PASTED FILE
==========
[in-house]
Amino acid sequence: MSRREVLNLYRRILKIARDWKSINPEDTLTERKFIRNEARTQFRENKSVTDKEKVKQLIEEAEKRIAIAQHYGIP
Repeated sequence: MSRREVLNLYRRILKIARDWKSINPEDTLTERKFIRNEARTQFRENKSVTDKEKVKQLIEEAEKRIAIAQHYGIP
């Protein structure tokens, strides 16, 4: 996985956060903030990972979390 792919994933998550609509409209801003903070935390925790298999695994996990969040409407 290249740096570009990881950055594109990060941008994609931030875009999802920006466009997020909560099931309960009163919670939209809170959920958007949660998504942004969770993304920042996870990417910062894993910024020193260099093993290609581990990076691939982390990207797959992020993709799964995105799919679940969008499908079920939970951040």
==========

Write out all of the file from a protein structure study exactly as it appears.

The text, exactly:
[in-house]
Amino acid sequence: MSRREVLNLYRRILKIARDWKSINPEDTLTERKFIRNEARTQFRENKSVTDKEKVKQLIEEAEKRIAIAQHYGIP
Repeated sequence: MSRREVLNLYRRILKIARDWKSINPEDTLTERKFIRNEARTQFRENKSVTDKEKVKQLIEEAEKRIAIAQHYGIP
């Protein structure tokens, strides 16, 4: 996985956060903030990972979390 792919994933998550609509409209801003903070935390925790298999695994996990969040409407 290249740096570009990881950055594109990060941008994609931030875009999802920006466009997020909560099931309960009163919670939209809170959920958007949660998504942004969770993304920042996870990417910062894993910024020193260099093993290609581990990076691939982390990207797959992020993709799964995105799919679940969008499908079920939970951040």